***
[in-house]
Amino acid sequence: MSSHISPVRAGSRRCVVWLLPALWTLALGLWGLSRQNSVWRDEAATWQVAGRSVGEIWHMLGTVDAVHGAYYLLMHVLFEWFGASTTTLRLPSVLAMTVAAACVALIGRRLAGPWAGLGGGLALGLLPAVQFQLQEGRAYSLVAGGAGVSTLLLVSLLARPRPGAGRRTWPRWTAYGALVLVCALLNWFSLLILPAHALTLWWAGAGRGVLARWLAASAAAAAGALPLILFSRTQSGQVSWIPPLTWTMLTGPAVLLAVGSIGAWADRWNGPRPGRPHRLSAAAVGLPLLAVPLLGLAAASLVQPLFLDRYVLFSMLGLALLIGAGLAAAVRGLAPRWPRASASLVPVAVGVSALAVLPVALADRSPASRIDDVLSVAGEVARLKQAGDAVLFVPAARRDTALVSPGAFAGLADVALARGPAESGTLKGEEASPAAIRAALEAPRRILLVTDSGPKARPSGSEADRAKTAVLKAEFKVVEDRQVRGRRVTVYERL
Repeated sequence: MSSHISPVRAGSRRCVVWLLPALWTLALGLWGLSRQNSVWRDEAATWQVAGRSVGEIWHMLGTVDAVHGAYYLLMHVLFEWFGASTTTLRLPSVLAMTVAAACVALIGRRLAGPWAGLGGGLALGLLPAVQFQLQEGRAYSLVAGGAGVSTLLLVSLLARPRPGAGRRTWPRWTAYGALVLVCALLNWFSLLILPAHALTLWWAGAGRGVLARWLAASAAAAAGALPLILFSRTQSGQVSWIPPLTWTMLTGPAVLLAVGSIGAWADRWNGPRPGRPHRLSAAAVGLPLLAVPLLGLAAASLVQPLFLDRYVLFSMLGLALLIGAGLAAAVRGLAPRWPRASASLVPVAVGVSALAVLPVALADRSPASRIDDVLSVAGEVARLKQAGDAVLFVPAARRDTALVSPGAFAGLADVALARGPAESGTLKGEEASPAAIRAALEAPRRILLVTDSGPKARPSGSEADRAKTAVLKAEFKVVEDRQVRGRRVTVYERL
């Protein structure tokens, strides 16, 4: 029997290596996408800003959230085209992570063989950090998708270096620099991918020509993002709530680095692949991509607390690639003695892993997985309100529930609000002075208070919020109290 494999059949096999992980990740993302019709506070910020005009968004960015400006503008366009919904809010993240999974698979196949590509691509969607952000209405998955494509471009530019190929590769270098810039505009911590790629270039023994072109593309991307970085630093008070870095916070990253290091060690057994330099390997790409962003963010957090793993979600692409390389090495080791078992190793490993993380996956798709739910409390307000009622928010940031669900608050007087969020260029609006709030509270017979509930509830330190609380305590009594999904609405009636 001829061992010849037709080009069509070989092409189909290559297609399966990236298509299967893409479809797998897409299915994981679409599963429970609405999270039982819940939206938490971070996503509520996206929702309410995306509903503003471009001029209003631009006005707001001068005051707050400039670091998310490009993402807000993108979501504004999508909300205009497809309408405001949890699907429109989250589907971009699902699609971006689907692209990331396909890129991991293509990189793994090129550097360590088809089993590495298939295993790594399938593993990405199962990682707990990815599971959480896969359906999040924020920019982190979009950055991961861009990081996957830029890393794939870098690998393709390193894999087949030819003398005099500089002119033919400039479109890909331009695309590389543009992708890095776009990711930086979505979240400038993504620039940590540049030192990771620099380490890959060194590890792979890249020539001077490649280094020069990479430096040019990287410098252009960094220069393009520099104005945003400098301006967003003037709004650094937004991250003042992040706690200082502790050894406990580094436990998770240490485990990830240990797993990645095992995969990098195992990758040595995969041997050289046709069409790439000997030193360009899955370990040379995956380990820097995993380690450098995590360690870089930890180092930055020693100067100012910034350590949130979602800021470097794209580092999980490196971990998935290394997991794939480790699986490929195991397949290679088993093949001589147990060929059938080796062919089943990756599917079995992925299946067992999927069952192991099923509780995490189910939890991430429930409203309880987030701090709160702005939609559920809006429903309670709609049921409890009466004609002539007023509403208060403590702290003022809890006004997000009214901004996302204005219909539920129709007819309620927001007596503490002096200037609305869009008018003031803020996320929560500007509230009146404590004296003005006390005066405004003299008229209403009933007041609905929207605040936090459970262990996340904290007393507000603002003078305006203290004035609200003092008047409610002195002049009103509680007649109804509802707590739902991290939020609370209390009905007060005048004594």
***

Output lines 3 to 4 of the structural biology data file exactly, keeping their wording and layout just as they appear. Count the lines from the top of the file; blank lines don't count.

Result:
Repeated sequence: MSSHISPVRAGSRRCVVWLLPALWTLALGLWGLSRQNSVWRDEAATWQVAGRSVGEIWHMLGTVDAVHGAYYLLMHVLFEWFGASTTTLRLPSVLAMTVAAACVALIGRRLAGPWAGLGGGLALGLLPAVQFQLQEGRAYSLVAGGAGVSTLLLVSLLARPRPGAGRRTWPRWTAYGALVLVCALLNWFSLLILPAHALTLWWAGAGRGVLARWLAASAAAAAGALPLILFSRTQSGQVSWIPPLTWTMLTGPAVLLAVGSIGAWADRWNGPRPGRPHRLSAAAVGLPLLAVPLLGLAAASLVQPLFLDRYVLFSMLGLALLIGAGLAAAVRGLAPRWPRASASLVPVAVGVSALAVLPVALADRSPASRIDDVLSVAGEVARLKQAGDAVLFVPAARRDTALVSPGAFAGLADVALARGPAESGTLKGEEASPAAIRAALEAPRRILLVTDSGPKARPSGSEADRAKTAVLKAEFKVVEDRQVRGRRVTVYERL
């Protein structure tokens, strides 16, 4: 029997290596996408800003959230085209992570063989950090998708270096620099991918020509993002709530680095692949991509607390690639003695892993997985309100529930609000002075208070919020109290 494999059949096999992980990740993302019709506070910020005009968004960015400006503008366009919904809010993240999974698979196949590509691509969607952000209405998955494509471009530019190929590769270098810039505009911590790629270039023994072109593309991307970085630093008070870095916070990253290091060690057994330099390997790409962003963010957090793993979600692409390389090495080791078992190793490993993380996956798709739910409390307000009622928010940031669900608050007087969020260029609006709030509270017979509930509830330190609380305590009594999904609405009636 001829061992010849037709080009069509070989092409189909290559297609399966990236298509299967893409479809797998897409299915994981679409599963429970609405999270039982819940939206938490971070996503509520996206929702309410995306509903503003471009001029209003631009006005707001001068005051707050400039670091998310490009993402807000993108979501504004999508909300205009497809309408405001949890699907429109989250589907971009699902699609971006689907692209990331396909890129991991293509990189793994090129550097360590088809089993590495298939295993790594399938593993990405199962990682707990990815599971959480896969359906999040924020920019982190979009950055991961861009990081996957830029890393794939870098690998393709390193894999087949030819003398005099500089002119033919400039479109890909331009695309590389543009992708890095776009990711930086979505979240400038993504620039940590540049030192990771620099380490890959060194590890792979890249020539001077490649280094020069990479430096040019990287410098252009960094220069393009520099104005945003400098301006967003003037709004650094937004991250003042992040706690200082502790050894406990580094436990998770240490485990990830240990797993990645095992995969990098195992990758040595995969041997050289046709069409790439000997030193360009899955370990040379995956380990820097995993380690450098995590360690870089930890180092930055020693100067100012910034350590949130979602800021470097794209580092999980490196971990998935290394997991794939480790699986490929195991397949290679088993093949001589147990060929059938080796062919089943990756599917079995992925299946067992999927069952192991099923509780995490189910939890991430429930409203309880987030701090709160702005939609559920809006429903309670709609049921409890009466004609002539007023509403208060403590702290003022809890006004997000009214901004996302204005219909539920129709007819309620927001007596503490002096200037609305869009008018003031803020996320929560500007509230009146404590004296003005006390005066405004003299008229209403009933007041609905929207605040936090459970262990996340904290007393507000603002003078305006203290004035609200003092008047409610002195002049009103509680007649109804509802707590739902991290939020609370209390009905007060005048004594």